Newsroom Article

Sweet Stevens Successfully Defends School District in Challenge from 21-Year-Old Student

News Release

Posted on in Press Releases and Announcements

New Britain, PA – The Owen J. Roberts School District, represented by Karl A. Romberger, Jr. of Sweet, Stevens, Katz & Williams LLP, recently prevailed before the United States Court of Appeals for the Third Circuit in a successful defense that it had met its obligation to a special education student who aged out of the system.

Under the Individuals with Disabilities Education Act (IDEA), public school districts are required to provide a free and appropriate public education (FAPE) to students with disabilities until they reach age 21. Pennsylvania’s Act 66 further extended enrollment to address education gaps caused by the pandemic, so students who turned 21, while enrolled for the 2020-21 school year, were subsequently allowed to attend the following school year. Also, as part of the act, students over age 18 were allowed to repeat a grade level to make up for lost education.

The student in question turned 21 during the 2021-22 school year, and therefore was not eligible for this accommodation. The school district denied a parent’s request to continue the student’s enrollment past 2021-22. The parent filed a due process complaint arguing that the district was required to provide the student with a FAPE for 2022-23 and claimed that the student may remain in his educational placement while the case was being decided. A hearing officer issued a decision that the student had no right to continued enrollment.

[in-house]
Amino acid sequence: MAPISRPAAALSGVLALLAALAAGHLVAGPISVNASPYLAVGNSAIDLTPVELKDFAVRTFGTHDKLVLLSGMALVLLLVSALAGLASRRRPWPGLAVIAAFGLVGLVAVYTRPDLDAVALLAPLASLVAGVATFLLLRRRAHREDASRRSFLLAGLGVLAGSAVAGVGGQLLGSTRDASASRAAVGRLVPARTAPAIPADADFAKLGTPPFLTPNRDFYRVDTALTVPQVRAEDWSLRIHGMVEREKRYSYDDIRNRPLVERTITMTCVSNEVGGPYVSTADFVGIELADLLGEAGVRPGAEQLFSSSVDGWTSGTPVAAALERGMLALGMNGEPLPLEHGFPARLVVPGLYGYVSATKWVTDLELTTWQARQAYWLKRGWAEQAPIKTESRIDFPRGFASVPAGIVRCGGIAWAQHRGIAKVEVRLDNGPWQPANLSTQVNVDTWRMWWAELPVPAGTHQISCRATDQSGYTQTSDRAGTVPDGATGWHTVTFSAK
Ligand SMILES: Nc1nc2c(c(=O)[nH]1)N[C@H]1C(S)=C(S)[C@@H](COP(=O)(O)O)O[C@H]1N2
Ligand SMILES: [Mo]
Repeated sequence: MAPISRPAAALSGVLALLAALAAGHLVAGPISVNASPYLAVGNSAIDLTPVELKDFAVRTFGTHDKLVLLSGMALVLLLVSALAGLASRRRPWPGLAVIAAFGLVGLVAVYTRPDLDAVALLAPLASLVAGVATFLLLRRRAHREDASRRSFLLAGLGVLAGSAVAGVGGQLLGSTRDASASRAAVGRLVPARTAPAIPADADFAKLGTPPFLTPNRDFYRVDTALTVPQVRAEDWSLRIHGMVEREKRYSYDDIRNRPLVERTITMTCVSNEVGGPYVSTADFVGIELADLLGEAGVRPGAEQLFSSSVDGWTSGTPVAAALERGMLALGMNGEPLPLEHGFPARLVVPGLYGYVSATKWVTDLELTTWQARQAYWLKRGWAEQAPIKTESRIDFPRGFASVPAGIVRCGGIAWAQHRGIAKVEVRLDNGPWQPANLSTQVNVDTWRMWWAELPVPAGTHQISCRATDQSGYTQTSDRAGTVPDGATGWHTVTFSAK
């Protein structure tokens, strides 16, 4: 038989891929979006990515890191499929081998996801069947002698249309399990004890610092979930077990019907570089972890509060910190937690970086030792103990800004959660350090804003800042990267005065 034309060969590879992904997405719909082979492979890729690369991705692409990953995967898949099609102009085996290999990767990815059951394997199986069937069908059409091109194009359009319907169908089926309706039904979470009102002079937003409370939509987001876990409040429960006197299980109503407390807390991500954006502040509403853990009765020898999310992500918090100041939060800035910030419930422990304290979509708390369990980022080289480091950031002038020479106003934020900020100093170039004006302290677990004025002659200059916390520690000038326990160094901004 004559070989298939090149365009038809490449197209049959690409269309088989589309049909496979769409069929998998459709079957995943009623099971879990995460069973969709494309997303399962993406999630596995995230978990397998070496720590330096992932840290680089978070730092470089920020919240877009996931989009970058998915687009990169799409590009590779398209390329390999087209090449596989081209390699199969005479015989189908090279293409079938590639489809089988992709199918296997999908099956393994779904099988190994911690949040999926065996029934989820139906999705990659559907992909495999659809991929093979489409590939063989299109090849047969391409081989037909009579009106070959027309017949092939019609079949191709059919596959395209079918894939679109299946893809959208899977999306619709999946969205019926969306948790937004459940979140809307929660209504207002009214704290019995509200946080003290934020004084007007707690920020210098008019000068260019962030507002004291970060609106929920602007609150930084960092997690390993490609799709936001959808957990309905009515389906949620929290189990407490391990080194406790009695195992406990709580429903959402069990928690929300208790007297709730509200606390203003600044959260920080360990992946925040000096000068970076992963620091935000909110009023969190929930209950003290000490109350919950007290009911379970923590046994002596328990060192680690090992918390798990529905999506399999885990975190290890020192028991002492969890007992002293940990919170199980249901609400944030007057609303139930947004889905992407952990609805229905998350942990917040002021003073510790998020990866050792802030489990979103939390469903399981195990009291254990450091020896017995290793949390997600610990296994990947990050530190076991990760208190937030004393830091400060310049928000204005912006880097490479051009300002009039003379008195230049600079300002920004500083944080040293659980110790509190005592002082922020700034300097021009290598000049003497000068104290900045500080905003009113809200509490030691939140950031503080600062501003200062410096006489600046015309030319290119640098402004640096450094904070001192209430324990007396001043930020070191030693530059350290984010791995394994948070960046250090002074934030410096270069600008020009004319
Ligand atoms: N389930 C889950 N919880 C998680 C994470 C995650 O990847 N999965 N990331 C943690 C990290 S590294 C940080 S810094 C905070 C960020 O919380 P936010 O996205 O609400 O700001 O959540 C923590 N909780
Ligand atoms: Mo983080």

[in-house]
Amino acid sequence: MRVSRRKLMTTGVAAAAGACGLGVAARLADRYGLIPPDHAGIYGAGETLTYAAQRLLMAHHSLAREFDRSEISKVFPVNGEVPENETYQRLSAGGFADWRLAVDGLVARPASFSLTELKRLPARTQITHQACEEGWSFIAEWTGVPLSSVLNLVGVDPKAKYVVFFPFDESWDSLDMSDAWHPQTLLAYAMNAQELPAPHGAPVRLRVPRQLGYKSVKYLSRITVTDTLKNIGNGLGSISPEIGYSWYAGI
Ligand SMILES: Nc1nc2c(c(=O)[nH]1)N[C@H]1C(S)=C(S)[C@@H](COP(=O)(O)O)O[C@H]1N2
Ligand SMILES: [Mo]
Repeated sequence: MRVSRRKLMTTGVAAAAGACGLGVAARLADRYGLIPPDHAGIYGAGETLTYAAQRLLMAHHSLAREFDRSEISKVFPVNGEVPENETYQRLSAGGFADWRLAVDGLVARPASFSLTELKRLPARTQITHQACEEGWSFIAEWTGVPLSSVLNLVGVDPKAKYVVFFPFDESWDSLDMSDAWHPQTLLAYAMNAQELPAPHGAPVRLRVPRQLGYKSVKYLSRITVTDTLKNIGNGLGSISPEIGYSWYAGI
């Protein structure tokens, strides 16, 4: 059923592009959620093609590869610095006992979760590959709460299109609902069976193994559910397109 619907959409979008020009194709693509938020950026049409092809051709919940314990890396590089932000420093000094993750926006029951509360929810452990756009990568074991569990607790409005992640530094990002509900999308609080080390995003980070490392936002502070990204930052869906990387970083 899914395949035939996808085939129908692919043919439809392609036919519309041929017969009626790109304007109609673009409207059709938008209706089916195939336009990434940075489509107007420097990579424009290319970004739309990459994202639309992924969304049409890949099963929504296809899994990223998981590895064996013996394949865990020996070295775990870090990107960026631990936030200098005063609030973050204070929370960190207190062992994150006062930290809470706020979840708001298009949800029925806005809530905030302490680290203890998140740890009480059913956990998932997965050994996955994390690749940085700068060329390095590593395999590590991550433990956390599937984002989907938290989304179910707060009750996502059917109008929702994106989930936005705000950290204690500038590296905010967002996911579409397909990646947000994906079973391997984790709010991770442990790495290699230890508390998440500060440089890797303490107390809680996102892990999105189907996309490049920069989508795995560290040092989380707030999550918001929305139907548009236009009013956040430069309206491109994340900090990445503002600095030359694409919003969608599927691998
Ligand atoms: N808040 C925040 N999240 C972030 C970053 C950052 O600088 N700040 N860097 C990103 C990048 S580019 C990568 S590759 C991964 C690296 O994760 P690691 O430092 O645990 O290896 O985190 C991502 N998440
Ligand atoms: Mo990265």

The parent again filed a complaint challenging the hearing officer’s decision and naming the school district’s director of pupil services and special education supervisor for violation of the student’s constitutional rights. A district court dismissed the complaint with prejudice and subsequently denied the parent’s timely motion for reconsideration. The higher court then upheld the ruling of the district court, noting that the parent’s claim was based on a misunderstanding of the law. Act 66, the court concluded, does not allow students to repeat a grade and also enroll in an additional year of schooling.

Karl A. Romberger, Jr. advises school entities about special education, student services, school-behavioral health placement reimbursement disputes, civil rights, policy development, contracts, and service provider arrangements. He also represents educational institutions in administrative hearings, including special education cases, MOU reimbursement actions, and actions before the U.S. Department of Education’s Office for Civil Rights and the Pennsylvania Human Relations Commission, and litigation in both state and federal courts.

Sweet, Stevens, Katz & Williams, LLP was formed in 1995 by nine experienced education lawyers who created the first private law practice in Pennsylvania dedicated entirely to Education Law. Since then, the firm has grown to 25 attorneys who represent over 290 school and municipal entities as Solicitors or as Special Counsel in more than 50 counties throughout Pennsylvania.